We present two stories of traffic injustice by camera. Of course, the ticket camera is just an inanimate object used as a tool to perpetrate the injustice. It is the camera companies and municipal/state bureaucrats who trampled on the rights of the motorists involved.
The first tale may seem like a red-light camera urban myth, but as reported by a Miami, Florida television station, the story and the consequences were very real.
This past May, Pedro Dominguez laid his mother to rest, but only after the funeral procession was ticketed by a red-light camera at the intersection of 135th Street and 27th Avenue in Opa-Locka, Florida.
Video evidence showed three police officers, hired by the Dominguez family, stopping traffic and waving the procession through the intersection. No matter. Five vehicles received photo tickets at $158 apiece, including the limo transporting the grieving family members.
Mr. Dominguez appealed the tickets with the camera company, American Traffic Solutions (where have we heard that name before?), and received a curt response: “The affidavit of non-responsibility did not establish an exemption and will not result in a dismissal or a transfer of the violation at this time.”
A South Florida investigative reporter got involved and verified that local law permits vehicles to pass through a red light if directed to do so by a police officer.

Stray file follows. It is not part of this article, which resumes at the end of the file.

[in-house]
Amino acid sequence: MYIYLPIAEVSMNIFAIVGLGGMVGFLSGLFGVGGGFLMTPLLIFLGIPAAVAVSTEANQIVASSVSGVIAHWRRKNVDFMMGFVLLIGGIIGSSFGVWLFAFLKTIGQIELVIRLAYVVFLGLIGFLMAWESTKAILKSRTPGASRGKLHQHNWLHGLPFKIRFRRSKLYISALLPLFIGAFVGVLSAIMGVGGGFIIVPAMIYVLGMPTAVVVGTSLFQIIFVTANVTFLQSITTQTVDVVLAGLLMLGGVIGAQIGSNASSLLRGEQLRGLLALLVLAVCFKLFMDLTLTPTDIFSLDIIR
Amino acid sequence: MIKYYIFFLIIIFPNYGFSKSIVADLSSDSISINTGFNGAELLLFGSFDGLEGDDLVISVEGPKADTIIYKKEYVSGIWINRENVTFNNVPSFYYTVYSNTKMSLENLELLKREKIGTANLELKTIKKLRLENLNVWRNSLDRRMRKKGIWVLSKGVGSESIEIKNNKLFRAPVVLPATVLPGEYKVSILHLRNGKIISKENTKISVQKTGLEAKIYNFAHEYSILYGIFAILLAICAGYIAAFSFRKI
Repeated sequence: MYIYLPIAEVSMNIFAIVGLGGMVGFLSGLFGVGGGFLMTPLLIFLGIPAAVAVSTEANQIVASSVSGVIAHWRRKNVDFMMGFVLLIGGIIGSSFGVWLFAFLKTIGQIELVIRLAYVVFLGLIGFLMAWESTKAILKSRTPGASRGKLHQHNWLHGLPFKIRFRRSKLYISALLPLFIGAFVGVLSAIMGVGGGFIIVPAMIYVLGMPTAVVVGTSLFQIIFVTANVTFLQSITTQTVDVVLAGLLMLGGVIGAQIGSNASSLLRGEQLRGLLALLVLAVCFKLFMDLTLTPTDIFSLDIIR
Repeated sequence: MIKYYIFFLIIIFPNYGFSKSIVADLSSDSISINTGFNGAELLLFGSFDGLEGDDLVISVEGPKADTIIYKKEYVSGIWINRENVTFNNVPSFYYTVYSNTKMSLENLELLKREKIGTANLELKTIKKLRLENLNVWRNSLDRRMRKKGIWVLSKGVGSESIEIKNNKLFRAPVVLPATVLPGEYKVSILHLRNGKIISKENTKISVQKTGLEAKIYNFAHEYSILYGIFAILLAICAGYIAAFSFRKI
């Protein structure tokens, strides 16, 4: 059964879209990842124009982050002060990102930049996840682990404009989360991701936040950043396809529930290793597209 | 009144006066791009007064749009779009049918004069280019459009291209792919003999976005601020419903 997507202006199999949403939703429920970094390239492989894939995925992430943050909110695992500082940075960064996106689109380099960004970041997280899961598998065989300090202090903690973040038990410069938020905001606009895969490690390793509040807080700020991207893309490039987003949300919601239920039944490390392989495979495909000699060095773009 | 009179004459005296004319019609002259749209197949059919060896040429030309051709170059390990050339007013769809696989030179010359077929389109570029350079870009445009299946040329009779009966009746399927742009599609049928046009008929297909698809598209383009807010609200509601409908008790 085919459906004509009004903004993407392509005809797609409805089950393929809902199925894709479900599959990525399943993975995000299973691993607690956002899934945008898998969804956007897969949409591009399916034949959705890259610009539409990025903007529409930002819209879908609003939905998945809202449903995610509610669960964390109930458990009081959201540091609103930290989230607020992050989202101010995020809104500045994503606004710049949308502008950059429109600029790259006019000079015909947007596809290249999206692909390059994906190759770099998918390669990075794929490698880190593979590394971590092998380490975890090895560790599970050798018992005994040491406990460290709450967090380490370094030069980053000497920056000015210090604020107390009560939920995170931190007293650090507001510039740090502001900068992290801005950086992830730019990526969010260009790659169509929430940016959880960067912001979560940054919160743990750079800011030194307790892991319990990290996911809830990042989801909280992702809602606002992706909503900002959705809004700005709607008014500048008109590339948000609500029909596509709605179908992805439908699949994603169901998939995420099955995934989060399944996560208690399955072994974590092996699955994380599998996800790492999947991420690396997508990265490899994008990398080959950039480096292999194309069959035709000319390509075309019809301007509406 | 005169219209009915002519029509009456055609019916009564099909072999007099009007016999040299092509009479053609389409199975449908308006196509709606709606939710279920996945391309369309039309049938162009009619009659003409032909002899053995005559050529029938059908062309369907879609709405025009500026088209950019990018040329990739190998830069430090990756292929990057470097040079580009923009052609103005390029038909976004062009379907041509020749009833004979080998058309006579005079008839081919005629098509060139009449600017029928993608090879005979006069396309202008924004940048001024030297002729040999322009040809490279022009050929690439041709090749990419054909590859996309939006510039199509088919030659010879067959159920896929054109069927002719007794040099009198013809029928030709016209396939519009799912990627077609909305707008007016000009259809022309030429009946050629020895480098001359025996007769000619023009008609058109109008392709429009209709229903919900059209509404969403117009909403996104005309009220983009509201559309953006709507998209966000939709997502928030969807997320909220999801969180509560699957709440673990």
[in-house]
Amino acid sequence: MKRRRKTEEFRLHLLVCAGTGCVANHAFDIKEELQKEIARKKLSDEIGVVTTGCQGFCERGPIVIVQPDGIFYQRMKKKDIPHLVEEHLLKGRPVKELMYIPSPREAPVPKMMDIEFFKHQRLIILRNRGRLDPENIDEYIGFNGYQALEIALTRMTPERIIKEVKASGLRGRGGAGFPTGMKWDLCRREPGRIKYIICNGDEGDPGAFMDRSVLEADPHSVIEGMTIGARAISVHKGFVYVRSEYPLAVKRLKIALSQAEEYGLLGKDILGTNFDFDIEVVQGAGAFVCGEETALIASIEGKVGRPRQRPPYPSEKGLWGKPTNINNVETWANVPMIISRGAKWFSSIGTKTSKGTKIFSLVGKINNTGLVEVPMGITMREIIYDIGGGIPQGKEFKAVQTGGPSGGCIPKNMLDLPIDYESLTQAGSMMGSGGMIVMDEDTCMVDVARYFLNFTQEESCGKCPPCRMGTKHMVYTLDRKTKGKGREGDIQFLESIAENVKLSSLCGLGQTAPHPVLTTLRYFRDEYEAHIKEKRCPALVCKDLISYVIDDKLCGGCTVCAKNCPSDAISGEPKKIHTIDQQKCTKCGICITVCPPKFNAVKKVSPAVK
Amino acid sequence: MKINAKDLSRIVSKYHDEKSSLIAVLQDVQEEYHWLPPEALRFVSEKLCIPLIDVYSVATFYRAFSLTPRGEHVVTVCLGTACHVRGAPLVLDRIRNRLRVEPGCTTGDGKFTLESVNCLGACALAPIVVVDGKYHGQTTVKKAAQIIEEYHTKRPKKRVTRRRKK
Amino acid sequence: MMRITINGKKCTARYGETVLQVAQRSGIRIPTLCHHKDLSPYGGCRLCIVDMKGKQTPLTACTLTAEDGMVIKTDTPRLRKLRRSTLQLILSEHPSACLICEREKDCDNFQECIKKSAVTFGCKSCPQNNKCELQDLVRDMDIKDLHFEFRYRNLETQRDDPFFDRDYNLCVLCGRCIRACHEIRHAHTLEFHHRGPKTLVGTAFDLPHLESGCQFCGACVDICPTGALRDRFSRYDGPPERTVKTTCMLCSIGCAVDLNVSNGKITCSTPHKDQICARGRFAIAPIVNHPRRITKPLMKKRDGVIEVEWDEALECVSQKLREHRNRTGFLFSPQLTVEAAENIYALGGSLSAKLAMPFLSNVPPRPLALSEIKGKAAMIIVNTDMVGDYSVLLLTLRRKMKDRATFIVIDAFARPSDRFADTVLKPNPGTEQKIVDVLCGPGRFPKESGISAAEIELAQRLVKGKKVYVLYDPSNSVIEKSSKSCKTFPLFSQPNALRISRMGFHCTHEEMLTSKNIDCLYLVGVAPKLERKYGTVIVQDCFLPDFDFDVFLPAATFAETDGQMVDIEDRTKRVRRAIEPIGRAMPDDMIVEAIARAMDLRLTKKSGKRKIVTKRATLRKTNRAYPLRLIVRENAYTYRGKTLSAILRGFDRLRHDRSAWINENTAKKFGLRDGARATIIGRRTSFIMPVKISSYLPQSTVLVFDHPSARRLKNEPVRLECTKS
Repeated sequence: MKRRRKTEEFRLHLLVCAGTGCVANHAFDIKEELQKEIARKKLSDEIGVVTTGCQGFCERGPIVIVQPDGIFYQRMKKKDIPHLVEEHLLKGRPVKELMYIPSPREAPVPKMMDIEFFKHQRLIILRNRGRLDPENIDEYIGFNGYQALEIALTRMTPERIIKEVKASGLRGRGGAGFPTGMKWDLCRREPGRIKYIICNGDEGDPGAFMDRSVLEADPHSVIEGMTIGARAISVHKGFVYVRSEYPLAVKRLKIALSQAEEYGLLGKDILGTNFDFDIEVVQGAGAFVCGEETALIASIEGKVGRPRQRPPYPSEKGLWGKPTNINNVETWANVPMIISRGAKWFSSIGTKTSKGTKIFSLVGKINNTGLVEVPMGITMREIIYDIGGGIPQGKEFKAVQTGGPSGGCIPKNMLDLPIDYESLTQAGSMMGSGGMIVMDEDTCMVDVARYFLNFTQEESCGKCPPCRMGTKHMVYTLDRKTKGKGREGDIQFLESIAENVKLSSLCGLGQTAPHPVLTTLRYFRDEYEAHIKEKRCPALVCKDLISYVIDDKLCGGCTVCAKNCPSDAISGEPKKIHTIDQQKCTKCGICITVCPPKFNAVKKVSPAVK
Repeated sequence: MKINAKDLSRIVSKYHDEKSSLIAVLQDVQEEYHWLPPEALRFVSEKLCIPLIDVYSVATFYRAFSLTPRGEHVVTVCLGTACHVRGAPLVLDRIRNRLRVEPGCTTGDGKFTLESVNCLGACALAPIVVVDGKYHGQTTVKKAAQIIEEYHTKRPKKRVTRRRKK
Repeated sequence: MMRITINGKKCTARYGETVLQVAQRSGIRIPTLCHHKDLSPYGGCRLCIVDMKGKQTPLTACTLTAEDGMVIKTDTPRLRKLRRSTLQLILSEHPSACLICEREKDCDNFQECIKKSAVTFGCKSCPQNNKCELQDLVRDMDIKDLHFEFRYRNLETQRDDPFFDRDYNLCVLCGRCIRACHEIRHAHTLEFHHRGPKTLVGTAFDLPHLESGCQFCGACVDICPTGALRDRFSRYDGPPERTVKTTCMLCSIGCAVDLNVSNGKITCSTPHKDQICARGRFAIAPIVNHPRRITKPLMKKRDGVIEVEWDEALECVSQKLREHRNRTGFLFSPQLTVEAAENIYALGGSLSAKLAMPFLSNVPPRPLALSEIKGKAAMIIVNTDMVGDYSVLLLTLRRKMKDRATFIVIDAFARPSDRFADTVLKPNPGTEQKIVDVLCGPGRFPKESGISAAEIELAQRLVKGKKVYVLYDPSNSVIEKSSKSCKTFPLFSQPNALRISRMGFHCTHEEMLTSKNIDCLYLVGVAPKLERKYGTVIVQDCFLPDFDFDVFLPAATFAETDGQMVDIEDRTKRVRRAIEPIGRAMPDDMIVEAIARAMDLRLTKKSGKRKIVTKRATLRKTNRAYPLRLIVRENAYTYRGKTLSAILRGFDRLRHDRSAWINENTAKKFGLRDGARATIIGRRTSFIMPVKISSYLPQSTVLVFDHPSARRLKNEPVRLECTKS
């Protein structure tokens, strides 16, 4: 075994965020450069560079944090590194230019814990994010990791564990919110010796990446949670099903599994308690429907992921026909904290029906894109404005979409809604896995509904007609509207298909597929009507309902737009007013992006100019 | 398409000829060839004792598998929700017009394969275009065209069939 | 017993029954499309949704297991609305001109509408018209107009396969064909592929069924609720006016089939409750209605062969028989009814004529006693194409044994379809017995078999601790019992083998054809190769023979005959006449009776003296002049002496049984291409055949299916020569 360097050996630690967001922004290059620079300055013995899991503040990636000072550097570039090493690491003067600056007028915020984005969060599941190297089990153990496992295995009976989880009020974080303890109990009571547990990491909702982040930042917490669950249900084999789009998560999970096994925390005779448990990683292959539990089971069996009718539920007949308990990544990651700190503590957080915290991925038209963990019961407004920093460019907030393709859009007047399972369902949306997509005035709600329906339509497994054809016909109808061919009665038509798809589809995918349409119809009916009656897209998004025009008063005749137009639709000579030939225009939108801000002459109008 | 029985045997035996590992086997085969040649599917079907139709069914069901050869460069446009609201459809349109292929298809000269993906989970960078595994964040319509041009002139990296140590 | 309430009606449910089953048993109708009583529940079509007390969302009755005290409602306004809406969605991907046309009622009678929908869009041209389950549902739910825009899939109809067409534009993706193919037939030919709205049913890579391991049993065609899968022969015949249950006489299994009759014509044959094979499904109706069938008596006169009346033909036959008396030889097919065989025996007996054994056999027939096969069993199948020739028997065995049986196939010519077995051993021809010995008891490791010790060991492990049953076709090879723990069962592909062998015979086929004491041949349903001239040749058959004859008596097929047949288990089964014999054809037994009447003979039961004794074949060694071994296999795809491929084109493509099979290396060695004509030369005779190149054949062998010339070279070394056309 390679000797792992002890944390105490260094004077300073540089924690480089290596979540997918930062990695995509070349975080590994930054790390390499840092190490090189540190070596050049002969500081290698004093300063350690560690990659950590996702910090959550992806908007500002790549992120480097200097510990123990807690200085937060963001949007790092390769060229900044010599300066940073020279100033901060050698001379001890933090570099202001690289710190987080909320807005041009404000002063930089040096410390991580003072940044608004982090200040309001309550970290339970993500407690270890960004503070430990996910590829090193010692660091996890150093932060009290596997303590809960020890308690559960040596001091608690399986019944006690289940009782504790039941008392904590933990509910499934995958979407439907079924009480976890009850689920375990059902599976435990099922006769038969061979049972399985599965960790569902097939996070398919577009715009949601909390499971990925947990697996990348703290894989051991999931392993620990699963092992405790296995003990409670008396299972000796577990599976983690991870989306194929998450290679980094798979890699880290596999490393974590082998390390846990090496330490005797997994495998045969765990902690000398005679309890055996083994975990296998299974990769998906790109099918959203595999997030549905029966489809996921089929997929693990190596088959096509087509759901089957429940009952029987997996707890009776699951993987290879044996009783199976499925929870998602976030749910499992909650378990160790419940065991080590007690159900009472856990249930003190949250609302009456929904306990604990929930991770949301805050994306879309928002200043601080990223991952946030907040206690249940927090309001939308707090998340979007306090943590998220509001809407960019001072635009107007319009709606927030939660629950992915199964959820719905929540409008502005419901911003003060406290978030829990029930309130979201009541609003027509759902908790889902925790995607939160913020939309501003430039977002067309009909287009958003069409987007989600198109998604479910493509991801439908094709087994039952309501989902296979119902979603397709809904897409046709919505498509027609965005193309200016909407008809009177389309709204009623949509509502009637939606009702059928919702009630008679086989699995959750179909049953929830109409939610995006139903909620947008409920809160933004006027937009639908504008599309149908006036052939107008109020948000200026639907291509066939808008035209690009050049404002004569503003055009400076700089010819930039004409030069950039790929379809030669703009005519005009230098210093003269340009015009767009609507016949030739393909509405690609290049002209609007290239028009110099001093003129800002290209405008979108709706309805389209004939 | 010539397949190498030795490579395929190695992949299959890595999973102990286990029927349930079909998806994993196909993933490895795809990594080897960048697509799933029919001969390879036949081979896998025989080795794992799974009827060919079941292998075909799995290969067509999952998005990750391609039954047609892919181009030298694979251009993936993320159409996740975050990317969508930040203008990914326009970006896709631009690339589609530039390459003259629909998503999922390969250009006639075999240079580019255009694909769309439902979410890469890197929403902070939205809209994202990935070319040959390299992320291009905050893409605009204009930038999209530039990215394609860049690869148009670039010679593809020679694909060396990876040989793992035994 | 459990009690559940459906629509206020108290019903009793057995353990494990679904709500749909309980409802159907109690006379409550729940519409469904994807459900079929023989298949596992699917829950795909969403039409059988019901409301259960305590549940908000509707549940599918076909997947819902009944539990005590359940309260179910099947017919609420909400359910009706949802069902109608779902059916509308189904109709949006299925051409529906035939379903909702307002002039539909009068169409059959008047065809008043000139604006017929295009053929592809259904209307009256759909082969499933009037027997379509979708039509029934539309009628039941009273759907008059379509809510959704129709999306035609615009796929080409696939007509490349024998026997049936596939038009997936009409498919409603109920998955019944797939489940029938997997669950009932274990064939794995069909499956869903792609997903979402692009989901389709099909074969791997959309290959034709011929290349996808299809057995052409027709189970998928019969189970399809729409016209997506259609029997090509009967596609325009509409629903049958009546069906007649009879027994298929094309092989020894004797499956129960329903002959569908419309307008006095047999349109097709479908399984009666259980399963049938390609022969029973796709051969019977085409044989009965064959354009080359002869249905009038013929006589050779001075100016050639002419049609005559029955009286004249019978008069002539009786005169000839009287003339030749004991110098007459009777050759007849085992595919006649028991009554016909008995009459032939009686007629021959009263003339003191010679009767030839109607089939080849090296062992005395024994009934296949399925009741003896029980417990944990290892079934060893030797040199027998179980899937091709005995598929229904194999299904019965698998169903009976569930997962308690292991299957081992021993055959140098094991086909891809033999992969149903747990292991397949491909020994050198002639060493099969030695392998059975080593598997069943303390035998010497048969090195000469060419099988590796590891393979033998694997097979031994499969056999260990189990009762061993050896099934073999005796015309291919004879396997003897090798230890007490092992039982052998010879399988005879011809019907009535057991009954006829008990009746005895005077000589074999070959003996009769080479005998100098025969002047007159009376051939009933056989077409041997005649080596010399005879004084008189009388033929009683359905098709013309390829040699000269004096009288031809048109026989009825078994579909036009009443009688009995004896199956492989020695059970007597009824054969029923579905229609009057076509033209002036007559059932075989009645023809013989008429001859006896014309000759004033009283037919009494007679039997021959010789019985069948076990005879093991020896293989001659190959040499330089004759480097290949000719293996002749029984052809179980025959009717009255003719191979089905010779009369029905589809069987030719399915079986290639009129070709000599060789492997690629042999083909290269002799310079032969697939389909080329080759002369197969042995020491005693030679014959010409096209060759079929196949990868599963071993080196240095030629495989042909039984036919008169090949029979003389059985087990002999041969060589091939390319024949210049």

After the case became highly publicized, an Opa-Locka police sergeant took another look at the video, agreed that the police officers directing the funeral procession were clearly visible, and dismissed the tickets.
The second tale occurred about as far away from Opa-Locka as is possible while still being within the continental United States. A Beaverton, Oregon resident forwarded his tale of frustration to the NMA.
After donating a car to Volunteers of America and receiving new registration papers in the mail, the philanthropist dutifully contacted the Oregon DMV to make sure they recognized the car had a new owner. There was no acknowledgement from the state agency.
That was two years ago. Recently, our frustrated friend received a summons in the mail with photo evidence purporting that the car in question had run a red light.
After several unsuccessful attempts to clarify why the ticket shouldn’t be his and a refusal to pay the ticket, the Beaverton man had his driver license revoked by the state.
Ultimately, a judge wrote a letter to clear up the situation, but because the letter on the judge’s official stationery wasn’t notarized, the Oregon DMV initially refused to accept it. No good deed goes… well, you know.
It is interesting that whenever we mention one of our primary objections to photo enforcement — that the cameras do not positively identify the driver, making the vehicle owner legally guilty unless he/she can prove otherwise — the pro-camera lobby says that is a nonissue because the owner still has the right to appear in court to clear things up.
In other words, that pesky “innocent until proven guilty” bedrock principle of the American justice system isn’t important as long as the accused can have his/her day in court.
We know of a couple of innocent folks in Opa-Locka, Florida and Beaverton, Oregon who, while vindicated in the final analysis, would have a thing or two to say about that cavalier assessment.